Next, I played Anti-Pasty Skin and kept the action group at 100%. This action has a black layer mask that conceals the effect, so I had to use a low opacity white brush to paint in or reveal the effect on his cheeks. They were a bit too light and void of contour, so Anti-Pasty Skin masked in gave it some oomph.
Then on to the eyes. I’m not a fan of overly edited alien eyes. The whites should really never be touched. I do like a little punch to the irises and catchlights though. Below is what the eyes looked like before Glisten….
And here’s after Glisten. Again, I used the layer mask and a white brush to paint over the irises to reveal the effect of Glisten, which is a brightening clarity.
Just two more simple actions…. I ran Euphoria, from the Delicates set in the Creative HeART collection. Lowering the opacity to 34%, I inverted the white layer mask that comes with the action to black to conceal the entire effect of Euphoria. Keyboard shortcut for inverting a layer mask color is cmd or ctrl + i . Using a white brush on the black concealing mask, I painted Euphoria IN on just the areas you see below that are not red. The red represents the areas that did not receive the Euphoria effect. Euphoria gives a slight creamy brightness to the skin, clothes and a bit of the weeds.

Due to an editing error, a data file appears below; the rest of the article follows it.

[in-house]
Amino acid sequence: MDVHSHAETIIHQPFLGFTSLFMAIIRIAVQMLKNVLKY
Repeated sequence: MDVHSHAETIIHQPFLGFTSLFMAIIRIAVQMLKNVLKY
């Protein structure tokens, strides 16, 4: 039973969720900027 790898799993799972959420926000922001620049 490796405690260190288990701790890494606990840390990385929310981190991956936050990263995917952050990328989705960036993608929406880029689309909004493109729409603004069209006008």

Here’s how the image looked after Euphoria.
And finally, the last step was to play Flawless Face and mask it over almost everything EXCEPT the face! Flawless Face works wonders for smoothing backgrounds and creating a very creamy, lovely feeling. It also reduces noise. You’ll probably notice this effect most in the green areas of the machinery.